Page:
4. I agree with Ian & Jim, I can’t see SEO going away…its become to large an industry and about more than gaming the algorithm. Knowadays, its more about making sure websites content is rich, regularly updated, useful and easily accessable to the user.

  5. SEO works for most type of sites… but not news sites. Because of the diverse types of news we have, organic traffic from search engine is fleeting at best, not to mention hard to monetise. Unless of course you are talking about vertical interest sites (like travel) or hyperlocals.
    But news pages? Hardly. Probably that’s why the best way to monetise these pages is paywall.

  6. [sigh] Ian, if you persist in continuing such excellent articles like this one, I’m going to be forced to start reading your every post…and I’m trying to CULL my feedreader “top picks” not ADD to them!
    Seriously, I’m considering making this post an office wall chart to look at frequently. They are EXCELLENT points.

  7. If not ironclad, these arguments are quite close to be so.
    I believe that almost all of us are using them. I personally like #7 and #8, as my clients are always people burnt by (bad done) PPC. It usually works in make their faces assuming a more natural aspect after have heard or read the cost of a serious SEO campaign…. because PPC is treaky as paying small amounts per months on you credit card, when SEO it’s like buying a Ferrari cash.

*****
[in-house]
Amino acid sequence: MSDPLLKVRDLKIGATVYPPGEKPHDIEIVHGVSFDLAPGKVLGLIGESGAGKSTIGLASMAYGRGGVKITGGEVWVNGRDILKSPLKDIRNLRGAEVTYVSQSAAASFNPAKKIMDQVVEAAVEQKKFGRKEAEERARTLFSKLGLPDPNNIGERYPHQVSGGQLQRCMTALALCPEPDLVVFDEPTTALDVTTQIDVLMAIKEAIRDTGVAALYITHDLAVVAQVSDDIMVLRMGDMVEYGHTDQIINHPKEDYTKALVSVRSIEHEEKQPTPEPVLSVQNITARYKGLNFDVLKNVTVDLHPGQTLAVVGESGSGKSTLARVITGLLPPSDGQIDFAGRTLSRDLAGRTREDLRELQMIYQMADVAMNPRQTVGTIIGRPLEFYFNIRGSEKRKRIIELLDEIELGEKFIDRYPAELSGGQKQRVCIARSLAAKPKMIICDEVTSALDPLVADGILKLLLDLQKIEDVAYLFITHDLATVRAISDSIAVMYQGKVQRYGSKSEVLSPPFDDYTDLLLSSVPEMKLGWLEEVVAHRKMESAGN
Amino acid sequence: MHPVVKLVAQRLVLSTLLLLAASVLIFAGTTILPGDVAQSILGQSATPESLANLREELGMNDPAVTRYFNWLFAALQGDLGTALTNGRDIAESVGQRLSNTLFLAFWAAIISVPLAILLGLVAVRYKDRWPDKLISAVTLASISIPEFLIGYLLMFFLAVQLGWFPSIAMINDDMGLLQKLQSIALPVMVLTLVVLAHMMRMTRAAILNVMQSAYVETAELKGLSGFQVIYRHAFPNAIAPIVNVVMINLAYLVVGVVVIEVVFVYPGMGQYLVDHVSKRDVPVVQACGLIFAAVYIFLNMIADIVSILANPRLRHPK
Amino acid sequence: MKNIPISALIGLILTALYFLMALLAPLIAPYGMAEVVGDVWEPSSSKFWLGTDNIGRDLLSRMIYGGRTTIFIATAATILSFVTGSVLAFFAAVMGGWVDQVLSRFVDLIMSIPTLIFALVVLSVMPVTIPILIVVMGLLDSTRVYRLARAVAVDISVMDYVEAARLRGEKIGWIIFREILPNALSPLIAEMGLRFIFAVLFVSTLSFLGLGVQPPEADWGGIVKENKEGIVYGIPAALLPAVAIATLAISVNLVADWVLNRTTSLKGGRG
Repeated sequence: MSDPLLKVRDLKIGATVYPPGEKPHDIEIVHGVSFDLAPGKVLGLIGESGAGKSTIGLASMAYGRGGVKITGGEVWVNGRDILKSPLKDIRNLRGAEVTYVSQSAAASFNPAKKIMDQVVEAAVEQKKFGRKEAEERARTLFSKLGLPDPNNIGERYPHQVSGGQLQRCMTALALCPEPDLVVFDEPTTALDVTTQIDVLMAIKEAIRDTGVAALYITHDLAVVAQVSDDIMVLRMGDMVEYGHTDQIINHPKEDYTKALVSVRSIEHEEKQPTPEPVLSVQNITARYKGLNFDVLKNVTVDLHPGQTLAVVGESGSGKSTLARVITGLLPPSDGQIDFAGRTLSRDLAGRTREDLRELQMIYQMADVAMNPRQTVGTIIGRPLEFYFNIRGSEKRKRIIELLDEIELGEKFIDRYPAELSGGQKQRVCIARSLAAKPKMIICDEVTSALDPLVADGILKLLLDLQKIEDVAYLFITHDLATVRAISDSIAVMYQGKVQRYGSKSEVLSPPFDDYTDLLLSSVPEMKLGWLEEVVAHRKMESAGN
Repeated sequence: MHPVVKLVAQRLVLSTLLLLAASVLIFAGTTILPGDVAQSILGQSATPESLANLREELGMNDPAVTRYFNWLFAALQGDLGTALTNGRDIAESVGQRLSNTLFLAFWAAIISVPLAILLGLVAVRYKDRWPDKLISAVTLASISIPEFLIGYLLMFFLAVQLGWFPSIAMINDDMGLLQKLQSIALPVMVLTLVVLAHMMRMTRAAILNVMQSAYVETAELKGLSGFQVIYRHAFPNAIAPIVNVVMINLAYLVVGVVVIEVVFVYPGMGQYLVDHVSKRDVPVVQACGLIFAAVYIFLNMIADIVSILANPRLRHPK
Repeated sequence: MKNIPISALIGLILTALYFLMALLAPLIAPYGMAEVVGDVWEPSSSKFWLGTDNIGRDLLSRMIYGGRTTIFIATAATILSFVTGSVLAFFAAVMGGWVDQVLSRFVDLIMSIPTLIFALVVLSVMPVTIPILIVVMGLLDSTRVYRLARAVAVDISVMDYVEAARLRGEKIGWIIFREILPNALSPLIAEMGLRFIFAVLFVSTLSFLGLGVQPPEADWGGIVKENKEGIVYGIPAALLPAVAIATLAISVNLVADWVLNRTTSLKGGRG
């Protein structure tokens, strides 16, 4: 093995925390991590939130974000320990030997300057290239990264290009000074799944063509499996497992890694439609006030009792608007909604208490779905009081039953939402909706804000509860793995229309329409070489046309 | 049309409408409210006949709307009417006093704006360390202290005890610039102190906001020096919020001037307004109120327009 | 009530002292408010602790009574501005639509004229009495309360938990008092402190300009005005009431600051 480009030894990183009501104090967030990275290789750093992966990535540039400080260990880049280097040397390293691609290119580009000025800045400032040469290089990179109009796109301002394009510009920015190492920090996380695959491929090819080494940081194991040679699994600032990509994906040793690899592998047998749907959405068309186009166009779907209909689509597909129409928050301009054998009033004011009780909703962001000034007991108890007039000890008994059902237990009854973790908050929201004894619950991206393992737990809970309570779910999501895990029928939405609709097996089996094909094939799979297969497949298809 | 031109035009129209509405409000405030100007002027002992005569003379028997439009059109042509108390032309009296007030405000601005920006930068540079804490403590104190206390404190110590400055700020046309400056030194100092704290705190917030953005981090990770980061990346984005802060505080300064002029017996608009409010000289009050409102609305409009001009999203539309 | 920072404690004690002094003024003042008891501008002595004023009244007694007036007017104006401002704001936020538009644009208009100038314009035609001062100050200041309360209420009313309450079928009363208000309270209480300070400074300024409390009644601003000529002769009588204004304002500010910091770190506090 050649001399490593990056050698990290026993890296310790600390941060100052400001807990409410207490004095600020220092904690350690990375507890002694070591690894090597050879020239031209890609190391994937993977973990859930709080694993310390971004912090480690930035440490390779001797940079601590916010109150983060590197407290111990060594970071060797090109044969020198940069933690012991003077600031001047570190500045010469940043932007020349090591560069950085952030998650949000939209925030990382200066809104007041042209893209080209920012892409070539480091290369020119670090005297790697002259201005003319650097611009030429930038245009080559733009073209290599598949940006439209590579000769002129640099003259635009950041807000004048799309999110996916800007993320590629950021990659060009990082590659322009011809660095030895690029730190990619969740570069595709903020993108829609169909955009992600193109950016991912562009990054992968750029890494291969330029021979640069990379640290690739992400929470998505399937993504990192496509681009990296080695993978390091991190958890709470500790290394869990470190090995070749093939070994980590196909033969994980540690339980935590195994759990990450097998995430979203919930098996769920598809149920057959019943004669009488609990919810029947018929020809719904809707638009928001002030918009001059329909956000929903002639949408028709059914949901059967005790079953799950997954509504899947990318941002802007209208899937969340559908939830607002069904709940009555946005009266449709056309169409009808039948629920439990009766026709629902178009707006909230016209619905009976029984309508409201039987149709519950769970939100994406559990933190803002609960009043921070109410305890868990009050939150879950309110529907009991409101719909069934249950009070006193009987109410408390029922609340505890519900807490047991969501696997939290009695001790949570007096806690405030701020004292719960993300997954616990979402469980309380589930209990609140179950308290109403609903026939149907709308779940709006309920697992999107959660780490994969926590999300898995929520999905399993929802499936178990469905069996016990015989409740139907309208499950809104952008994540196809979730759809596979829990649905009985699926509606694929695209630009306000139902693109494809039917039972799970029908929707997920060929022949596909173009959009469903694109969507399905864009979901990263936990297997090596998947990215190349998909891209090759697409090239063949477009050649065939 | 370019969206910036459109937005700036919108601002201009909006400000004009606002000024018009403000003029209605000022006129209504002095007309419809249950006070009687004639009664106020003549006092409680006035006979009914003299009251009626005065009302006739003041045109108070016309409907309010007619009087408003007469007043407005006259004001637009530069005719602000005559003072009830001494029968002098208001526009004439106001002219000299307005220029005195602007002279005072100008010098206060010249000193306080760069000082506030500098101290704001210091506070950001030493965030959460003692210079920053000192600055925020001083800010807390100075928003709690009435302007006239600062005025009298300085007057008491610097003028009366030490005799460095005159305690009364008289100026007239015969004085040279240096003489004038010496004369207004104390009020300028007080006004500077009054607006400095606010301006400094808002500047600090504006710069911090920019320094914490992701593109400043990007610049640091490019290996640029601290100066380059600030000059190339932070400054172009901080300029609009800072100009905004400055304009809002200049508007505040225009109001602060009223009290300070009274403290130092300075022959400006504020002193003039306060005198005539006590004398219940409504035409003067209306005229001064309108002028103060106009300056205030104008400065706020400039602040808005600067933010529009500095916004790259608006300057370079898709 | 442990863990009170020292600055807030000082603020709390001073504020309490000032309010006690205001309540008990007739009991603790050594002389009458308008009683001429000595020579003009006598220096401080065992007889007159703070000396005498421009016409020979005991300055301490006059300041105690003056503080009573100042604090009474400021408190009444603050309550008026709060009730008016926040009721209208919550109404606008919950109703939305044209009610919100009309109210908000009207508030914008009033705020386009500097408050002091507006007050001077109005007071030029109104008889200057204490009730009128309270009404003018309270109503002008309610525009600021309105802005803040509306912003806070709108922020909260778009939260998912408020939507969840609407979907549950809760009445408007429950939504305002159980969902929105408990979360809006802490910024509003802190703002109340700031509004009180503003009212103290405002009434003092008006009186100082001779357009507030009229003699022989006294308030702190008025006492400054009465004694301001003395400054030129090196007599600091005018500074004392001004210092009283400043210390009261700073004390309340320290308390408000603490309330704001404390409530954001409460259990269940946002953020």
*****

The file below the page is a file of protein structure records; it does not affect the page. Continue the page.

About the comments… I think that SEO is going to be meant more generally as a discipline, as it already has to deal with other tactics: Social Media for the inferences between Link Graph and Social Graph; Email marketing (that could be a great SEO tool too); Web PR; CRO…
    Nice post Ian 🙂

  8. Ian, I came into this post a little skeptical that I would find any useful information, not being a frequenter of your writings.
    This is a great one-two punch for pitching a sale. Some of them I currently use, but this whole list is going in my sales folder. It touches on nearly any hesitation a potential client may have.

  9. I too don’t think that SEO is going to go away SEO will continue to evolve as it has been, it is really no longer strictly a practice involving methods to get search engines to find you. It has evolved into a practice on getting you exposure through many channels so that potential clients can find you.

  10. I am still baffled by how hard it is to prove this point to some businesses even when presented with the clear facts. And the way you have put them out can only make it clearer if they would just take a look at it with an open mind. But I guess when you get so entrenched with the old ways of doing things it just makes it harder for change. Great article though. Thanks.

  11. I like to consider myself an “Advanced Newbie” student of internet marketing and SEO. I’ve taken a special interest in the SEO part for some reason. That being said…
    I’ve been amazed at just how easy it is to “Amaze” local businesses with my “Magical Internet Marketing Knowledge” as they have said to me before.
    Yet this amazes me that “lil ole me” knows enough to amaze someone else concerning SEO. Wow! I feel smart… and I don’t even know all that much yet..This is FUN!! 🙂